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SERVICE-LEARNING IN A UNIVERSITY’S HONORS PROGRAM: DEVELOPING THE BALANCE OF CIVIC CONTRIBUTION AND INTERDISCIPLINARY LEARNING
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SERVICE-LEARNING IN A UNIVERSITY’S HONORS PROGRAM: DEVELOPING THE BALANCE OF CIVIC CONTRIBUTION AND INTERDISCIPLINARY LEARNING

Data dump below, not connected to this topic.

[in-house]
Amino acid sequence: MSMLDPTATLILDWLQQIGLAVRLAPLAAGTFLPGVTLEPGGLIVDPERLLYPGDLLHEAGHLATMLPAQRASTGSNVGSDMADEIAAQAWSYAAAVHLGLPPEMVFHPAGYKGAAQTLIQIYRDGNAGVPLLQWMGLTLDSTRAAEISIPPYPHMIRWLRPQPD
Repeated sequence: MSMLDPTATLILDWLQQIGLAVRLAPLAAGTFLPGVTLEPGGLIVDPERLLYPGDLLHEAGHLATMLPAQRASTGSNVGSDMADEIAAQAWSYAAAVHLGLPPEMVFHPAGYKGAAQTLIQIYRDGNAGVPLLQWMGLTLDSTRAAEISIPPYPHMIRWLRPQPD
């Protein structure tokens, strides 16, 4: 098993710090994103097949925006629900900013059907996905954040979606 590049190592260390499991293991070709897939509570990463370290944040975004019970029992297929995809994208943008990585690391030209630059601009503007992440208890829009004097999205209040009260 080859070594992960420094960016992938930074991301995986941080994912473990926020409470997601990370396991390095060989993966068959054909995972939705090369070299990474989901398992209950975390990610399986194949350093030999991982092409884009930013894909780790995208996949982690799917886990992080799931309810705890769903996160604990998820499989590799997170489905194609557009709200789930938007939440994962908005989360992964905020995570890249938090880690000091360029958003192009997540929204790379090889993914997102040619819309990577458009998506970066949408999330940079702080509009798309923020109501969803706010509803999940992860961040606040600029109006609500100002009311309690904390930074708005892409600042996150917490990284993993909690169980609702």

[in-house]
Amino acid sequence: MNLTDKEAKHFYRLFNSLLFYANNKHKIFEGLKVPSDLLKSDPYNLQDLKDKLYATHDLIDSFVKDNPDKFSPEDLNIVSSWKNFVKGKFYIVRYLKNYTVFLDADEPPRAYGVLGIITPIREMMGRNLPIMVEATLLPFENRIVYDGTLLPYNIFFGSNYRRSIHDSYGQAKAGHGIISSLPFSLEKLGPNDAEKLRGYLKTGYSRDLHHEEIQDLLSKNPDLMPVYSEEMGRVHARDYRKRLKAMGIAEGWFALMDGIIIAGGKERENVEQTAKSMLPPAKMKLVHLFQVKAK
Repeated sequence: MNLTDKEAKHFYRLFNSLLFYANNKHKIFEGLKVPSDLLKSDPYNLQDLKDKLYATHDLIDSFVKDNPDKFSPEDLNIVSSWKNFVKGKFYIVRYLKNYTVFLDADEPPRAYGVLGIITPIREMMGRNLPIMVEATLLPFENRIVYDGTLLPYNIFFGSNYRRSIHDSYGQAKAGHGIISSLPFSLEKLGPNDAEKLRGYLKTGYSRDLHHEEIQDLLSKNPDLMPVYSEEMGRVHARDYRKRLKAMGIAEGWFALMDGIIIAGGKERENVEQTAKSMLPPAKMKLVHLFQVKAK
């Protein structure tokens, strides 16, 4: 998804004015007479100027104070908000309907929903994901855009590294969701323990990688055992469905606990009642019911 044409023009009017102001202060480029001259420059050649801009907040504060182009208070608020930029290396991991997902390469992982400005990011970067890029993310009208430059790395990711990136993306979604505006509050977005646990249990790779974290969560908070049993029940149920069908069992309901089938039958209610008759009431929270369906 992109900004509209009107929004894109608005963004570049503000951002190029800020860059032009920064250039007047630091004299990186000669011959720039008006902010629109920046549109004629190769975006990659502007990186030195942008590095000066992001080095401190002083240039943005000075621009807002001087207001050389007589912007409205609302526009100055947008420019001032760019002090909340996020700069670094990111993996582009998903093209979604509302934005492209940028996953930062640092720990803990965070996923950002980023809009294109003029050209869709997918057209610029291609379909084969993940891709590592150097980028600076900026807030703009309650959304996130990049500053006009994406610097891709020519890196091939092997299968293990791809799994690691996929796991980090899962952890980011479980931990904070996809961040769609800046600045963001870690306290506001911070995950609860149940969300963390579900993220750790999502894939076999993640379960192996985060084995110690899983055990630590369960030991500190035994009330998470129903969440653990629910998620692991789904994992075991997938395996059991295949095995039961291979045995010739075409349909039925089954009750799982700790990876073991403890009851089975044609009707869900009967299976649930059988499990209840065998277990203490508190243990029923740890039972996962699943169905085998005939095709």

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  • 1. Service-Learning in St. Ambrose University’s Honors Program:Developing the Balance of Civic Contribution and Interdisciplinary LearningJessica CannovaFirstYear ExperienceSt. Ambrose UniversityThe Honors ProgramSt. Ambrose University launched theHonors Program in the fall of 2012.The admission requirements include awritten essay, minimum 3.6 GPA, andACT score of 26 or higher. Once ad-mitted, students must maintain a 3.25cumulative GPA to remain in the pro-gram.The Honors Program at St. AmbroseUniversity is organized around an in-terdisciplinary core offered in the firstsemester of students’ first year. TheHonors Core includes two seminarsthat fulfill two general education re-quirements, Service Learning, and aSpeakers Series totaling six credits.Students chose either theme A:“Globalization: The Ripple Effect” ortheme B: “The Race to Equality”,based on their interest in the topicsthat address current issues.In the Honors Core A, “The RippleEffect: Water as a Global Resource”seminar was team-taught by Profes-sors in Criminal Justice/ Law and Biolo-gy. In the Honors Core B, “The 2012Presidential Election” seminar wasteam-taught by Professors in Philoso-phy and Political Science. To best inte-grate these themes with a communityagency that expressed a need, TheQuad Cities Waterkeeper, Scott CountyRepublican office, and Scott CountyDemocrat office were chosen for theService Learning Course.Honors A Service-LearningFirst-year honor students applied class-room topics directly toward their servicewith the Quad Cities Waterkeeper, ArtNorris. In the fall of 2012 Norris was inthe process of working on Clean WaterAct violations in the Green River locatedjust outside of Davenport, IA.Norris’ needs with the Green River includ-ed research on the Clean Water Act andcement waste, relocation of endangeredmussels, and promotional materials in-volving cement and cigarette water pollu-tion.Students chose one of these needs andlogged a minimum of 20 hours during thesemester. In addition, they wrote weeklyreflections, and published a final websitedisplaying the Honors Core integrationwithin their small service groups. Also, asa requirement of the Speakers Series,these groups presented to the campuscommunity about their experience in theHonors Core.Honors B Service-LearningFirst-year honor students applied class-room topics directly toward their servicefor the Scott County Republican Office,Scott County Democrat Office and St.Ambrose University’s Student Govern-ment Association (SGA). Classroom dis-cussions that were visible in their serviceincluded the following topics: campaignstrategy, tactics, duties and techniques,political debates, advertisements, andpositions.Students chose to serve either the Re-publican or Democratic party in additionto serving in non-partisan initiativesthrough SGA, including voter registra-tion. Identical to the Honors A section,students were required to serve and loga minimum of 20 hours over the semes-ter, write weekly reflections, and publisha final website displaying the HonorsCore integration within their small ser-vice groups.Opportunities and ChallengesStudents established diverse perspectives through guided reflection, interactive community developments, and real-time challenges broughtabout by applying lessons to practical problems. Public projects awakened students to how community organizations operate, from large-scalecoordination to personal dynamics. This established real principles and passions relating to the community and fostered construction of a solidfoundation for personal goals in the future.Challenges in communication and organization required students to establish a meaningful connection between community service and course-work, equipping them for future adversity. These challenges served as a catalyst for discussions and reflection on the fundamental purpose ofservice learning. Critical thinking, collective problem solving and progressive goal-setting addressed the nature of adversity faced by communityagencies as a whole, leading to a more holistic understanding of practical planning and execution.Student WebsitesHonors Awww.anotsoconcretesolution.weebly.comwww.promotingandprotectingourwater.blogspot.comwww.machomussels.weebly.comHonors Bwww.ravefordave.weebly.comwww.mittislegit.weebly.comFor more information:Jessica CannovaCannovajessicaa@sau.edu563-333-5828

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